In the Goopy Gyne script-books, first I drew the outline of the plot as it would be developed for the screen, and along with that, on the left-hand side of the page, were written the words for the songs; I was scribbling ideas. And so the songs came once I’d got the story structure in my mind. When the situations presented themselves, I stopped writing the story and began working on the songs. In most cases they were more or less retained as they came.
So the music of the songs was not drawn from any Indian styles?
It does draw on Indian folk songs and classical songs, and there are even Western touches – the orchestration is certainly very Western.
And there are parodies of certain singing styles. One song comes straight from South India. The accompaniment is South Indian; I used a vina [Indian stringed instrument] and percussion as played in the South Indian manner. It’s the song where Goopy and Bagha are really caught, but Goopy suddenly bursts into song and that’s how they escape. They do the neck movement while running away — that’s also a South Indian dance thing.
But overall, in Goopy Gyne and its sequel The Kingdom of Diamonds [Hirak Rajar Deshe, 1980], the songs are my songs if you come to think about it. I have definitely set a style of singing which doesn’t come from Rabindranath Tagore, doesn’t come from Western music, but which is essentially me.
Credit: Satyajit Ray Society, Kolkata
What do you think is distinctively Indian about Indian art? What qualities are found in it that are not found in other art?
Indian art is not one thing. Indian art is so many different schools and styles.
[Nevertheless] I think lyricism, the love of nature, the symbolic aspect of art (like showing rain in a few lines of dots in a Rajput miniature) the looking for the essence in natural forms and human forms, and then going for the essence rather than the surface – that I think is primarily what distinguishes Indian art from Western art.
Not just Indian art but Eastern art in general. Chinese and Japanese art also, if you come to think about it, have the same qualities as Indian art.
In an article on Akira Kurosawa’s films you spoke of this oriental quality in art. Would Kurosawa fit into your view of Eastern art?
Kurosawa I do not consider a very oriental artist. Kurosawa is 50 per cent Western, I think.
What about you?
Yes, so am I, I think, so am I — which makes me more accessible to a Western audience than someone who’s not to the same extent influenced by Western models. I think Ozu and Mizoguchi are far more Eastern in that way.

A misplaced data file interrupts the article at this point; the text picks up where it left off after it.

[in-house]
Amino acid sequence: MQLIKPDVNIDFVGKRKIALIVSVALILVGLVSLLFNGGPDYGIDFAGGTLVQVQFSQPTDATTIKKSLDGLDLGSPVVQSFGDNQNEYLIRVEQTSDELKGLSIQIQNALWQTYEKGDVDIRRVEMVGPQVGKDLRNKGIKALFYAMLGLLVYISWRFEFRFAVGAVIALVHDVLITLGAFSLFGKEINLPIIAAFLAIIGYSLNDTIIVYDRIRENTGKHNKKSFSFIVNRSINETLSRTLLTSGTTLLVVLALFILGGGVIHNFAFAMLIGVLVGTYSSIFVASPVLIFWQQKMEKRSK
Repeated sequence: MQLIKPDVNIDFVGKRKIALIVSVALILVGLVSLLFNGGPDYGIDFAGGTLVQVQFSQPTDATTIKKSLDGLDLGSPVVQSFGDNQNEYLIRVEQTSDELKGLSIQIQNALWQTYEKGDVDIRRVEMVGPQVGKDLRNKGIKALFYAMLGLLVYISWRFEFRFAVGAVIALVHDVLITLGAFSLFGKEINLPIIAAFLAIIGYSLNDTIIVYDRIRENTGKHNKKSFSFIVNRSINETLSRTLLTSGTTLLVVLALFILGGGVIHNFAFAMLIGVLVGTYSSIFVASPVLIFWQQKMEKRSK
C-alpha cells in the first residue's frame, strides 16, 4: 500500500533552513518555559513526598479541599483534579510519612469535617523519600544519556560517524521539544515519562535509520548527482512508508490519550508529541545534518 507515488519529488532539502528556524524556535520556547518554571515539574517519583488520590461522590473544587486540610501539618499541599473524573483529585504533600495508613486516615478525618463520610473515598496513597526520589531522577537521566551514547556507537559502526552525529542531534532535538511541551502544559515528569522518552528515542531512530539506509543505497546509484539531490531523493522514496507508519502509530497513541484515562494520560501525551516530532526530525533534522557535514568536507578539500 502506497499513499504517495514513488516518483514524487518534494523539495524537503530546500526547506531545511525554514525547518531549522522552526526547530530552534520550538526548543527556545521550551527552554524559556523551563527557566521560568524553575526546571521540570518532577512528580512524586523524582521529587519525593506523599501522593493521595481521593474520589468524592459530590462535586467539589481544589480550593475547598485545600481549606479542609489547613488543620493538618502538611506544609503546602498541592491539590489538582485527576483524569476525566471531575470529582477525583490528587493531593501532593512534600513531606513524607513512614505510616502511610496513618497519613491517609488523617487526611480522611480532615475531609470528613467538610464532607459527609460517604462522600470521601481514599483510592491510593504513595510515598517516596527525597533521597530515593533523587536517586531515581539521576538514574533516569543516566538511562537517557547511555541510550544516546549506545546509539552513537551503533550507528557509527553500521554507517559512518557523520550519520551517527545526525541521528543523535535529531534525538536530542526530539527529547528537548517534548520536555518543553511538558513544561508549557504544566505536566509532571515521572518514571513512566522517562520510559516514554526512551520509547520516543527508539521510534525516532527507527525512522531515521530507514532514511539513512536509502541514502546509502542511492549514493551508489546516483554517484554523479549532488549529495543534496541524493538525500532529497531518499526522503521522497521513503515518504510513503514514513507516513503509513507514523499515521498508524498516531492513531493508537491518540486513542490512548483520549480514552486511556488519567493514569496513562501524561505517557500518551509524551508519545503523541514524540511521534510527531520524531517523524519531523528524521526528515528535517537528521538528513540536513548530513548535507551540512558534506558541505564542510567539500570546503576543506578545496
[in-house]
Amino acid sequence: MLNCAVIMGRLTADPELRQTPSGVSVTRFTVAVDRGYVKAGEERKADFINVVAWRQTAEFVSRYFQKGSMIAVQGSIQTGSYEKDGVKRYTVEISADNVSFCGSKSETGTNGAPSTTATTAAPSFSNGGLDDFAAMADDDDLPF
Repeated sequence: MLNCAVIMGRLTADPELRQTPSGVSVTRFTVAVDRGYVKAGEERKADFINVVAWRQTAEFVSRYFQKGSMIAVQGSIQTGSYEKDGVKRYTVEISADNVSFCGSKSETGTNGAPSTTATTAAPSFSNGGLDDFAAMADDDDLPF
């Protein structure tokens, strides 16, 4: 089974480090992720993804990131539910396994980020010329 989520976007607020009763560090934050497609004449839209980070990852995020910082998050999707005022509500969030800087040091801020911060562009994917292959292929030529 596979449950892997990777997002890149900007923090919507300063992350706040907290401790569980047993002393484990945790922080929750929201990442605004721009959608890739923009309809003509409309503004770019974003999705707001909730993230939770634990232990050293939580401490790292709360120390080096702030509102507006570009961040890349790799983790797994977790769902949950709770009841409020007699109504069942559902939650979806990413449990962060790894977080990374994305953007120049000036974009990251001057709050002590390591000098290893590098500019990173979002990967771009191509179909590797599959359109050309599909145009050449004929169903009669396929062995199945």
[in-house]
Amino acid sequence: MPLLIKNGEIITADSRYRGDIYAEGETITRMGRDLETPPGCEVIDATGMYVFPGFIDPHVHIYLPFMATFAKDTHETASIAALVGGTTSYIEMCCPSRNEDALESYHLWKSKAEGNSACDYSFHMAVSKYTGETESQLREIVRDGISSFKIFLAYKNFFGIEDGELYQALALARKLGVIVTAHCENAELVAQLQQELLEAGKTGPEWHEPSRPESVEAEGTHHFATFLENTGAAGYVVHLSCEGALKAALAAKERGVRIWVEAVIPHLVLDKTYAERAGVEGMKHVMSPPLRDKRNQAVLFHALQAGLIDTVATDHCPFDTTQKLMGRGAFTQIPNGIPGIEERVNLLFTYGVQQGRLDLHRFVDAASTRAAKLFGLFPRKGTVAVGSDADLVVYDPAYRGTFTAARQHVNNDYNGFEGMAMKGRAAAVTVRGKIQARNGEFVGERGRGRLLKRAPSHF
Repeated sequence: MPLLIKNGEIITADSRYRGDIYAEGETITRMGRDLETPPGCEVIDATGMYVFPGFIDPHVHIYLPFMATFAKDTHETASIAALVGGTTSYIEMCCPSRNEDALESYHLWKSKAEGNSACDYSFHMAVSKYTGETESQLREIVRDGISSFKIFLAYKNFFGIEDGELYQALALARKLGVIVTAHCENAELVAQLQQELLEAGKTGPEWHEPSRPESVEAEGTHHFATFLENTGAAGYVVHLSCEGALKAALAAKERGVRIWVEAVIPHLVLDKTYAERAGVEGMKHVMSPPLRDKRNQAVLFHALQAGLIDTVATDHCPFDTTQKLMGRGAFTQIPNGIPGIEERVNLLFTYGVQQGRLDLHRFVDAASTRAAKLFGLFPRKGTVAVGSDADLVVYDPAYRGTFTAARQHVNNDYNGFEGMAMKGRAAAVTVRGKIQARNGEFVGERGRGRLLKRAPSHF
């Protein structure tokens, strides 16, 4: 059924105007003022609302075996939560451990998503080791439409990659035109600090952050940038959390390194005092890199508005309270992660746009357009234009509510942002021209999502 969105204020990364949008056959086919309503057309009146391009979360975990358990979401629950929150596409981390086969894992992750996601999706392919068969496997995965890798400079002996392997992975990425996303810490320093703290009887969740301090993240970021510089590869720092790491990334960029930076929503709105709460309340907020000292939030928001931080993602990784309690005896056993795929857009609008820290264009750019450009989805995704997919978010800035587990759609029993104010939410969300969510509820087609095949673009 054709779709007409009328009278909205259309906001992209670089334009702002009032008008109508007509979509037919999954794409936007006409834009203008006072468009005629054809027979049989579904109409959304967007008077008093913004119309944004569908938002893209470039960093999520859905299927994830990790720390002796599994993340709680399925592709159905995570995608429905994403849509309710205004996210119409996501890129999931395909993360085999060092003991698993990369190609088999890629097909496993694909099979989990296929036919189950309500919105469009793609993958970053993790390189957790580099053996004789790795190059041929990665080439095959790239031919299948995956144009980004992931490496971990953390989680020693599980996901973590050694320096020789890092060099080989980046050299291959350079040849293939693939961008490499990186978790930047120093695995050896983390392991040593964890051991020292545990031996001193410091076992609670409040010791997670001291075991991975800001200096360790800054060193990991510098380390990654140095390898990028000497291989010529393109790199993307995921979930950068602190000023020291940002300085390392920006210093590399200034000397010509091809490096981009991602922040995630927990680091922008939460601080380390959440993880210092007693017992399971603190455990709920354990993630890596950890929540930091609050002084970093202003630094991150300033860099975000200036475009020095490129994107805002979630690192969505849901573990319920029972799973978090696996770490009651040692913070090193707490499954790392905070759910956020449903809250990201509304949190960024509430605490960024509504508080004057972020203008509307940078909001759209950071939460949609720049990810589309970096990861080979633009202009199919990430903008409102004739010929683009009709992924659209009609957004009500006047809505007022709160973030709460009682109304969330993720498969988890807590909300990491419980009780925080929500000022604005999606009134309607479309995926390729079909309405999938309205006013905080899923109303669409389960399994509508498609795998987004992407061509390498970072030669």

Rabindranath I don’t know — he’s a completely isolated phenomenon. I find it very difficult to classify him, to put him into a pigeonhole.
Talking of Tagore, what was the process of thought in Charulata (1964) that led up to your decision to end the film with a freeze-frame on the hands of Charu and her husband Bhupati, followed by the still images of them and the servant carrying a lamp?
That was not in the script. In the script the husband accepts her hand and the two of them walk back into the bedroom, seen from a distance – we see the entire veranda.
The original story ends with one single word. Bhupati is about to go to Mysore and Charu suddenly tells him, “Take me with you.” And he hesitates and Charu says “thak”, which means “let that be” in Bengali.
This was a kind of very abrupt, logical conclusion to the story, and I wanted a visual equivalent of the thak – instead of the word, an image, which would suggest that the two are about to be reconciled and then are prevented from doing so.
I couldn’t end with the word because I have a feeling that the really crucial moments in a film should be wordless. The really crucial transitions and climaxes, where you want to make a crucial point – it’s better if it’s made visually rather than verbally. So my ending is the visual equivalent of the word: they attempt to come together but the idea is that the process will take time.
What about the servant’s lamp?
Light is always associated with awakening or understanding. And the servant also stops. These are still photographs that come at the end after the freeze. It’s very difficult to express what was precisely meant to be achieved with that series of still shots, but something told me instinctively it would be the right conclusion for the film. I can’t explain beyond that.
And what about that final mysterious shot of The Big City, with one bulb in the Calcutta streetlight working and the other one missing. What did you have in mind there?
The double lamp happened to be like that. The shot was taken from the balcony of the office where we shot most of the exteriors.
It so happened that I needed a long shot of the two characters merging into the crowd after office hours. And I saw, as I tilted up the camera as they were walking away, a lovely shot of these two lights in the foreground. One of the bulbs was not working and [laughs] – my God – the amount of interpretation that has taken place because of that one missing light is incredible!
I had nothing in mind. I didn’t want to suggest anything at all, except that it was typical of Calcutta for the streetlights not to be working properly… It makes the shot more interesting, because it adds another layer of meaning to it which I’m afraid was not intended.
As I discovered it, I was quite happy. I felt it was better than both lights working.
What meaning would you attribute to it now?
Oh I don’t know — it just shows a lyrical side of Calcutta.
There’s no symbolic meaning?